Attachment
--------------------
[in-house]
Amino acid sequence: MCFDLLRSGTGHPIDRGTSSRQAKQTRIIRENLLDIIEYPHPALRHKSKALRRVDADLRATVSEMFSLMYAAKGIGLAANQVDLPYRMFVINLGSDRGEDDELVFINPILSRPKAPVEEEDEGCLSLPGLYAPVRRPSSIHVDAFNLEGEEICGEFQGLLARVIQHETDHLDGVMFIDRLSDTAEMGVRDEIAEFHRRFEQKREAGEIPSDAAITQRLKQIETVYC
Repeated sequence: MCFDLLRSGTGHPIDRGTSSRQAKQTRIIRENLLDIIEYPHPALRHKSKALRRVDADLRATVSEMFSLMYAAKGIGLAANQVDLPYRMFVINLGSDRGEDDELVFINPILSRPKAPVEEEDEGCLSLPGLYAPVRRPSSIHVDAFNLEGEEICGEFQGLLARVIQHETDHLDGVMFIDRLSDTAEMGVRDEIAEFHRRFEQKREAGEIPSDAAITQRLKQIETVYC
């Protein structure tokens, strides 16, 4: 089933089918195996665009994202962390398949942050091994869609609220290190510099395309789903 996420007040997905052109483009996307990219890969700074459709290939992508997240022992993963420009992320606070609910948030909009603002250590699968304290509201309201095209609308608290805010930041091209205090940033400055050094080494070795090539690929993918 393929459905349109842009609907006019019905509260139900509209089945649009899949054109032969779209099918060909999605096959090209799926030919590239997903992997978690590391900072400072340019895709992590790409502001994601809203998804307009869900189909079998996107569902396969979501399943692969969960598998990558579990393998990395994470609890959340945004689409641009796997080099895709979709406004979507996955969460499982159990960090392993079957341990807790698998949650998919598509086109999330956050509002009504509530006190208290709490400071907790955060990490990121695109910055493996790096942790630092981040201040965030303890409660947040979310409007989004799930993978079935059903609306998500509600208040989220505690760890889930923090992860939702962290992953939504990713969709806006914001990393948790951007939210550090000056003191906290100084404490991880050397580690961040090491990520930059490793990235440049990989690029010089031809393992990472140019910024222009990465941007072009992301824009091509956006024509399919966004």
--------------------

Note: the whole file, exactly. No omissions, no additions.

[in-house]
Amino acid sequence: MCFDLLRSGTGHPIDRGTSSRQAKQTRIIRENLLDIIEYPHPALRHKSKALRRVDADLRATVSEMFSLMYAAKGIGLAANQVDLPYRMFVINLGSDRGEDDELVFINPILSRPKAPVEEEDEGCLSLPGLYAPVRRPSSIHVDAFNLEGEEICGEFQGLLARVIQHETDHLDGVMFIDRLSDTAEMGVRDEIAEFHRRFEQKREAGEIPSDAAITQRLKQIETVYC
Repeated sequence: MCFDLLRSGTGHPIDRGTSSRQAKQTRIIRENLLDIIEYPHPALRHKSKALRRVDADLRATVSEMFSLMYAAKGIGLAANQVDLPYRMFVINLGSDRGEDDELVFINPILSRPKAPVEEEDEGCLSLPGLYAPVRRPSSIHVDAFNLEGEEICGEFQGLLARVIQHETDHLDGVMFIDRLSDTAEMGVRDEIAEFHRRFEQKREAGEIPSDAAITQRLKQIETVYC
């Protein structure tokens, strides 16, 4: 089933089918195996665009994202962390398949942050091994869609609220290190510099395309789903 996420007040997905052109483009996307990219890969700074459709290939992508997240022992993963420009992320606070609910948030909009603002250590699968304290509201309201095209609308608290805010930041091209205090940033400055050094080494070795090539690929993918 393929459905349109842009609907006019019905509260139900509209089945649009899949054109032969779209099918060909999605096959090209799926030919590239997903992997978690590391900072400072340019895709992590790409502001994601809203998804307009869900189909079998996107569902396969979501399943692969969960598998990558579990393998990395994470609890959340945004689409641009796997080099895709979709406004979507996955969460499982159990960090392993079957341990807790698998949650998919598509086109999330956050509002009504509530006190208290709490400071907790955060990490990121695109910055493996790096942790630092981040201040965030303890409660947040979310409007989004799930993978079935059903609306998500509600208040989220505690760890889930923090992860939702962290992953939504990713969709806006914001990393948790951007939210550090000056003191906290100084404490991880050397580690961040090491990520930059490793990235440049990989690029010089031809393992990472140019910024222009990465941007072009992301824009091509956006024509399919966004």